ON-Lion Letter
This year saw the largest increase to date in public schools contracting out for one of their three main non-instructional services, according to the 2012 school-privatization survey from the Mackinac Center for Public Policy in Midland, Mich.  Some 61% of Michigan school districts -— 335 out of 549 -- contract for food, custodial, or janitorial services.  That is a 13% jump over last year, when 54% of districts embraced such privatization.

"This unprecedented growth may be partly attributable to the state's fiscal 2012 budget, which gave 'best practices' funding incentives to school districts to solicit bids from private venders to provide support services," according to James Hohman, Mackinac's assistant director of fiscal policy and co-author of the survey.  "The results speak for themselves, as many districts took the state up on its offer."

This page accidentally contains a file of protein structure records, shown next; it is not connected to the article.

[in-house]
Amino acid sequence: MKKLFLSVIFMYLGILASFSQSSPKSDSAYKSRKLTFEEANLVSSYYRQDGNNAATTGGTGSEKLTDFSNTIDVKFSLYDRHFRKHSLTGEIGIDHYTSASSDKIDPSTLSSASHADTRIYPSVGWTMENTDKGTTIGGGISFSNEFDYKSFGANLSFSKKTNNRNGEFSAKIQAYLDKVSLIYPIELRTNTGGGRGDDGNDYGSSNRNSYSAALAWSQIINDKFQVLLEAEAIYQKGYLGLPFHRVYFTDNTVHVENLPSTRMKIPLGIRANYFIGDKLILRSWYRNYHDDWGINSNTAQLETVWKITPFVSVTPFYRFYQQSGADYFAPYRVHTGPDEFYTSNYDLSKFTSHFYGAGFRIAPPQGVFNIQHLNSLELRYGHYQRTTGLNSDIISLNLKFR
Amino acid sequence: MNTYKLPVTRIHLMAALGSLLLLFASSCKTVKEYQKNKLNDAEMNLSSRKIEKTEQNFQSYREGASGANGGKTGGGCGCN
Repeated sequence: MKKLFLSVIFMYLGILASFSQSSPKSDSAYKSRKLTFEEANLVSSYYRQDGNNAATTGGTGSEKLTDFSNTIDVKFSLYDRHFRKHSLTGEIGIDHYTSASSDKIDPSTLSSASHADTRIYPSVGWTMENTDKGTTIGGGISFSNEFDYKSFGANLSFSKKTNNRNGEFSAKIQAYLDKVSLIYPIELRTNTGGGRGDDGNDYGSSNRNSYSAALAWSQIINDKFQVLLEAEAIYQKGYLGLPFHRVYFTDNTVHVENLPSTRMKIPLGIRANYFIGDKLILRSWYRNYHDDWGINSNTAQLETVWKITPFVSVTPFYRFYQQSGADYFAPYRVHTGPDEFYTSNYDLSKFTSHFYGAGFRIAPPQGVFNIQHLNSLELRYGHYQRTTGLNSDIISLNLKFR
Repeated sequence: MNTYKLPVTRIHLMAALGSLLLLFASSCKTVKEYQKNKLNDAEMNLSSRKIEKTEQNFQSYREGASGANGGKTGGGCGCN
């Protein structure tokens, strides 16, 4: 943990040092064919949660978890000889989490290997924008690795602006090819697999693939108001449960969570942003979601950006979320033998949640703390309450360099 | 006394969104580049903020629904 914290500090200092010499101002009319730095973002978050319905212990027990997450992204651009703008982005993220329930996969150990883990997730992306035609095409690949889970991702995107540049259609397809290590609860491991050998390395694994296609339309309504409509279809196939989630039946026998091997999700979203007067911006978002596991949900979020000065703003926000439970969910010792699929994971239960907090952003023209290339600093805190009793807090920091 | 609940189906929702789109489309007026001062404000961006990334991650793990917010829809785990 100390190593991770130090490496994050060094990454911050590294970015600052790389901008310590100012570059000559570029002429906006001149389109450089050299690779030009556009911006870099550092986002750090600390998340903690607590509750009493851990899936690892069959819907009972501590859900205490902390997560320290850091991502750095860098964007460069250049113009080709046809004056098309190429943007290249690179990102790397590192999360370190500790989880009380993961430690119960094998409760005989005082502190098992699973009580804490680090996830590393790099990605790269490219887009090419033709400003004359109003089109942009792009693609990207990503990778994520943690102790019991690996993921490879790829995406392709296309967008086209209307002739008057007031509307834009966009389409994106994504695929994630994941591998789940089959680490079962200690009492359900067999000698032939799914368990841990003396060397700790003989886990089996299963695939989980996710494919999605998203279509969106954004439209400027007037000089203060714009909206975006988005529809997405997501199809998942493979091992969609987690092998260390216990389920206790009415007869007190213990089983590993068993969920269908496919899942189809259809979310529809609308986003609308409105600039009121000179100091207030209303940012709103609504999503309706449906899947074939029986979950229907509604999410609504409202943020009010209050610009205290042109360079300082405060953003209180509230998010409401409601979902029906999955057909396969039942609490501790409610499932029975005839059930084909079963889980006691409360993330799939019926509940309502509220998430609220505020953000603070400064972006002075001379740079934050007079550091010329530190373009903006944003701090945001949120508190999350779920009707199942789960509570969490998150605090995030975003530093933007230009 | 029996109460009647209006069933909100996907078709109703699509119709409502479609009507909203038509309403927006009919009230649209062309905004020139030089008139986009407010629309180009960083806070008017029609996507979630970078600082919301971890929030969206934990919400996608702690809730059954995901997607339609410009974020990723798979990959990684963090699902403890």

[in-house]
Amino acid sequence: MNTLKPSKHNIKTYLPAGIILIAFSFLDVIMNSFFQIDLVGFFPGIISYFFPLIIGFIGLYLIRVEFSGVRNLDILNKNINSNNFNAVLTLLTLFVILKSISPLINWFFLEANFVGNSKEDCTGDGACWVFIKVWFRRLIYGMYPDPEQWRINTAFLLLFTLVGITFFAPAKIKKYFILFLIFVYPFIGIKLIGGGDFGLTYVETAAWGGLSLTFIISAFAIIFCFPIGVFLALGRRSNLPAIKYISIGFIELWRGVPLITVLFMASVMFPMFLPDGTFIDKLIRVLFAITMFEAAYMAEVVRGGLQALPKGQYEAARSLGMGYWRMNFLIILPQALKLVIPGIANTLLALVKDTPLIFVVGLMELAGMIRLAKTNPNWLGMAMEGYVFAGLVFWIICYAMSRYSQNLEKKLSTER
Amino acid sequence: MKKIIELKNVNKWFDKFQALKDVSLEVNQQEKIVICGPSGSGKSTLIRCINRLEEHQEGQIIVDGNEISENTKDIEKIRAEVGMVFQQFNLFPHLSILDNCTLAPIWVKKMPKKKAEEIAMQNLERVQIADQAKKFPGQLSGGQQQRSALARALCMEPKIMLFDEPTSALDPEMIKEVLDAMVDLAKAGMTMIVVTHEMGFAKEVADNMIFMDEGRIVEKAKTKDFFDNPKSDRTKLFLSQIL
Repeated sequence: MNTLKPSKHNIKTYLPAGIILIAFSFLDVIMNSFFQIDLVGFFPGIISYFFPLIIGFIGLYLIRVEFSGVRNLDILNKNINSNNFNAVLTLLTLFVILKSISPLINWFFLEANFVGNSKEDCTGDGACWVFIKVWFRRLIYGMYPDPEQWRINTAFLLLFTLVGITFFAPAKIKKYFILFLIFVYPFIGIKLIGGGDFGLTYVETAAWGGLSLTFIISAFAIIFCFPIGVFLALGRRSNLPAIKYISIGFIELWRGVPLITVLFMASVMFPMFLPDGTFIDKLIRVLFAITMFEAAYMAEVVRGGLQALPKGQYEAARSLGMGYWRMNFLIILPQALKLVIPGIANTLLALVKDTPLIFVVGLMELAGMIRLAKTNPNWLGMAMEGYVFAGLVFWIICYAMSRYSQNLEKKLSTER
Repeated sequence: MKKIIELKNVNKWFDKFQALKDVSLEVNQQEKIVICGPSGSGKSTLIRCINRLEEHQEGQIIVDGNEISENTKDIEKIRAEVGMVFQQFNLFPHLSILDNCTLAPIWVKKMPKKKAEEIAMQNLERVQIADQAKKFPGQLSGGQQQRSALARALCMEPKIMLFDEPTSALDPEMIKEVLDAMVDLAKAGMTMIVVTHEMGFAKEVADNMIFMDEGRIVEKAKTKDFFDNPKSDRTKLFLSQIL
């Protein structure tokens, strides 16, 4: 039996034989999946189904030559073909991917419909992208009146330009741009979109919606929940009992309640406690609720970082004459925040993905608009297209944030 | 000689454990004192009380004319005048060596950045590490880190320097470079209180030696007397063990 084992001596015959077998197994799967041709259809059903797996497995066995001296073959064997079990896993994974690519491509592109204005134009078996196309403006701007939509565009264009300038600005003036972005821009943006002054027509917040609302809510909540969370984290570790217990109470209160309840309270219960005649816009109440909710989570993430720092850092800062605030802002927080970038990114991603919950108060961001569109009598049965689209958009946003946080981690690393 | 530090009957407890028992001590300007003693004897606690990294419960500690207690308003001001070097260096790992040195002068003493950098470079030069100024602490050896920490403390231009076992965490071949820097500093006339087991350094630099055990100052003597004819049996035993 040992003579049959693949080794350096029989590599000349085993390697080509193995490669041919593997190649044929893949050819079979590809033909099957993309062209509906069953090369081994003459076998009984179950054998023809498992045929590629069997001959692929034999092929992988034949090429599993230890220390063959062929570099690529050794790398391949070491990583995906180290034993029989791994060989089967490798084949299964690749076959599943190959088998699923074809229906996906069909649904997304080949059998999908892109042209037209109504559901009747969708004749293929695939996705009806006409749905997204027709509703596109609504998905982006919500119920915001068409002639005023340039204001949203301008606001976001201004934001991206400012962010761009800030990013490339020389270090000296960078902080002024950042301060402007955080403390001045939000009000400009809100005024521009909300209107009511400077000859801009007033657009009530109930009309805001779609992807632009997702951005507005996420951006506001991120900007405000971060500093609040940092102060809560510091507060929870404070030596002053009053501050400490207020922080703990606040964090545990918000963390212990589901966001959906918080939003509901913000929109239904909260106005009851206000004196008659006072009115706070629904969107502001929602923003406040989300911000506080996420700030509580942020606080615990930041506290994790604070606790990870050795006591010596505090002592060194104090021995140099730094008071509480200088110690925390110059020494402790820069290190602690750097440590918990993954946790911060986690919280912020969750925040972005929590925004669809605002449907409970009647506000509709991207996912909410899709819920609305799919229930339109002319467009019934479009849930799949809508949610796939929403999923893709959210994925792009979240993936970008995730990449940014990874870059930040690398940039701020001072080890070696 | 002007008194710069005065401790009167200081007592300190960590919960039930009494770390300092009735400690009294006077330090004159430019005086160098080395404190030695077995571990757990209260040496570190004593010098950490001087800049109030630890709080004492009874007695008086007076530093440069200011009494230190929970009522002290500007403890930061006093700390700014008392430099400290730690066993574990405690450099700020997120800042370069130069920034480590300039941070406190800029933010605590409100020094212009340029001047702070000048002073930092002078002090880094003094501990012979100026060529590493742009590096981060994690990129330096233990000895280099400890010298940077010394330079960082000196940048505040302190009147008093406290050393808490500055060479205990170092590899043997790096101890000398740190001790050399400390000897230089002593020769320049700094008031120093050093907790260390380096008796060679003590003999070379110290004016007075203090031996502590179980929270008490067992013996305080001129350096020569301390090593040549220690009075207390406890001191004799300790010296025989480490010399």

According to the annual survey, contracting out for support services has nearly doubled from 31% in 2001.  Last year marked the first time a majority of districts privatized for food, custodial, or busing needs.

Custodial contracting increased the most in 2012, with 217 of the 549 districts using private vendors to clean and maintain district buildings.  It has surpassed food service contracting as the most frequently privatized service.

The Lynde and Harry Bradley Foundation in Milwaukee supports the Mackinac Center.
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